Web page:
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Monkeypox: UK Health Security Agency issues fresh advice ahead of cases announcement

The UK Health Security Agency (UKHSA) has issued new advice on the Monkeypox outbreak as it prepares to announce more cases of the virus on Monday (May 23).

Anyone who has been in close contact with someone suffering from virus is now being asked to self-isolate for 21 days. The advice applies to people who have had “unprotected direct contact or high-risk environmental contact”, the agency said.

This isolation period includes no travel, providing details for contact tracing and avoiding direct contact with immunosuppressed people, pregnant women and children under 12. Those who are considered at high risk of having caught monkeypox may have had household contact, sexual contact, or have changed an infected person’s bedding without wearing appropriate PPE.

There have been 20 cases in the UK confirmed so far, according to UKHSA. Dr Susan Hopkins, chief medical adviser for UKHSA, has said the virus is spreading through community transmission. The disease, first discovered in monkeys, can be transmitted from person to person through close physical contact, including sexual intercourse, and is caused by the monkeypox virus.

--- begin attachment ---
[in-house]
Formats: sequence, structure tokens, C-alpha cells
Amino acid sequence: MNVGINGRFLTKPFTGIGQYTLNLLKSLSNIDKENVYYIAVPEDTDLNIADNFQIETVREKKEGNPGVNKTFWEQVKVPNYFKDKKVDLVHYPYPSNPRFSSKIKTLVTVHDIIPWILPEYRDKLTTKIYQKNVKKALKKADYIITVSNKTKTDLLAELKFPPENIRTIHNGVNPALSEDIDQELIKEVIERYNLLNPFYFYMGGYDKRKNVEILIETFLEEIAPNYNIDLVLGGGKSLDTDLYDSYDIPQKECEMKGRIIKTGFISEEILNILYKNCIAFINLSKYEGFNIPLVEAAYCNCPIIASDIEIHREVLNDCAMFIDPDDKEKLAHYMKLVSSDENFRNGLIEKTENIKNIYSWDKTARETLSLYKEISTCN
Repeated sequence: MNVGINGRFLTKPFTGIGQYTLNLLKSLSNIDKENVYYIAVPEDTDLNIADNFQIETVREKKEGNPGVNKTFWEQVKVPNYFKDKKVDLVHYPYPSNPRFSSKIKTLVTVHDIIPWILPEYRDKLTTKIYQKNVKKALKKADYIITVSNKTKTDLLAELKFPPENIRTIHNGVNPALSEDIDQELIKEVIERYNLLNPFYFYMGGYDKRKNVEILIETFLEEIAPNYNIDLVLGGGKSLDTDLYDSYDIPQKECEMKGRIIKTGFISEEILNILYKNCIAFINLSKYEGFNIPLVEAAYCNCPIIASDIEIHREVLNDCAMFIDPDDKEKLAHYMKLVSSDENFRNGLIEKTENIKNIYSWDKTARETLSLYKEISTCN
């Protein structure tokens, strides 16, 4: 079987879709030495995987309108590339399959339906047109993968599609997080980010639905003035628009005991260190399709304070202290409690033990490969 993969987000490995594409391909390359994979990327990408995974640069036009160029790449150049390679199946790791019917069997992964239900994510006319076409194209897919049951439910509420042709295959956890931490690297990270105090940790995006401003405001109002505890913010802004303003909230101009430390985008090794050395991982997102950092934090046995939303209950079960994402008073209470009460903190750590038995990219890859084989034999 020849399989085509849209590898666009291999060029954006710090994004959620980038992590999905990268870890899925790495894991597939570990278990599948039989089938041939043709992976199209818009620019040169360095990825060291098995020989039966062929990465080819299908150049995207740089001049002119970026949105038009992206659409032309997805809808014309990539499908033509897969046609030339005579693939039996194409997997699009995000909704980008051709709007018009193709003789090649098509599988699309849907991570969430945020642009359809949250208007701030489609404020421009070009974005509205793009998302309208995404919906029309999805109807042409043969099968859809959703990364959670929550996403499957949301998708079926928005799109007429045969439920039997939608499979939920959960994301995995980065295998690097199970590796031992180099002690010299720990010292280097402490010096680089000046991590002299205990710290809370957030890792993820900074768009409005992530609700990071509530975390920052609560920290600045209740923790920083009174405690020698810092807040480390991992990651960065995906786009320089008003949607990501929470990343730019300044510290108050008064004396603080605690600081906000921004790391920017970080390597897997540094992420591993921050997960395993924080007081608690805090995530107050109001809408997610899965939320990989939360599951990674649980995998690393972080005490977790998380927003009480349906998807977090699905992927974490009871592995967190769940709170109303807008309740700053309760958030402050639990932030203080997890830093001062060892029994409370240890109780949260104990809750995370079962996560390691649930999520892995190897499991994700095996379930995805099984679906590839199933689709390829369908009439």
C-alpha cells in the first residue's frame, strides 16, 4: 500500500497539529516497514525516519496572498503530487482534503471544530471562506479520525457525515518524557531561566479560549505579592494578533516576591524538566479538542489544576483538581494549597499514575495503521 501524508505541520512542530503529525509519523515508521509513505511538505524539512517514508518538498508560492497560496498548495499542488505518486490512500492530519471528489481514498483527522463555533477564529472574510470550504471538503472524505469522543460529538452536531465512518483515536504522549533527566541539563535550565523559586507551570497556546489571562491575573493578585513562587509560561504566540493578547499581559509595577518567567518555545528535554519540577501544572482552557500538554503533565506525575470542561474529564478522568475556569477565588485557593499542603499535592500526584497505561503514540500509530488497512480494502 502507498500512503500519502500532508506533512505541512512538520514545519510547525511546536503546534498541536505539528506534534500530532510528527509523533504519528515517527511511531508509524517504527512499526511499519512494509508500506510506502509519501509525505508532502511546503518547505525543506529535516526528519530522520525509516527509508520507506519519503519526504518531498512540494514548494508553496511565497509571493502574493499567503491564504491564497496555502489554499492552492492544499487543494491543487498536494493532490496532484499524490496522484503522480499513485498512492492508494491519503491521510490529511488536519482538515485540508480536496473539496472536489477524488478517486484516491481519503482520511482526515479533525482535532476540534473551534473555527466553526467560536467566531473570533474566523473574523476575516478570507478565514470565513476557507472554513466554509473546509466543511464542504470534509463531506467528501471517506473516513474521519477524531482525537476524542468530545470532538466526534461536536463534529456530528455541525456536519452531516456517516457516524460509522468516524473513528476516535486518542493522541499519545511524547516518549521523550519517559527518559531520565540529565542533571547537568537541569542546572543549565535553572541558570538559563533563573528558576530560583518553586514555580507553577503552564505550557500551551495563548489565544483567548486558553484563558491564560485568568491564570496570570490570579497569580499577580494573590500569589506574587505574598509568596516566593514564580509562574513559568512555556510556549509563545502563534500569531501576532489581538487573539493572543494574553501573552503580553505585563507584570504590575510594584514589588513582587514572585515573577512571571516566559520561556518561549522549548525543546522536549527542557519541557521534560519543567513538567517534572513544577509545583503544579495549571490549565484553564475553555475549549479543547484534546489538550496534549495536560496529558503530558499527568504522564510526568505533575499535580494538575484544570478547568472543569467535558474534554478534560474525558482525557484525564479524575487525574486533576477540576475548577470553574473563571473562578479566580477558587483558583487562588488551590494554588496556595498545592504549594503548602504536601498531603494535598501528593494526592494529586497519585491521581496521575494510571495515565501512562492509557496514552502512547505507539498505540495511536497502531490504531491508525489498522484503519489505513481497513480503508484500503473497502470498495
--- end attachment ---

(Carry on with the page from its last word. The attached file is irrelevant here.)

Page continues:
Dr Hopkins said that cases are predominantly being identified in individuals who self-identify as gay or bisexual or men who have sex with other men. “We will be releasing updated numbers tomorrow – over-the-weekend figures," she told BBC One's Sunday Morning. “We are detecting more cases on a daily basis and I’d like to thank all of those people who are coming forward for testing to sexual health clinics, to the GPs and emergency department.”

When asked whether community transmission has been seen in the UK, Dr Hopkins responded: “Absolutely, we are finding cases that have no identified contact with an

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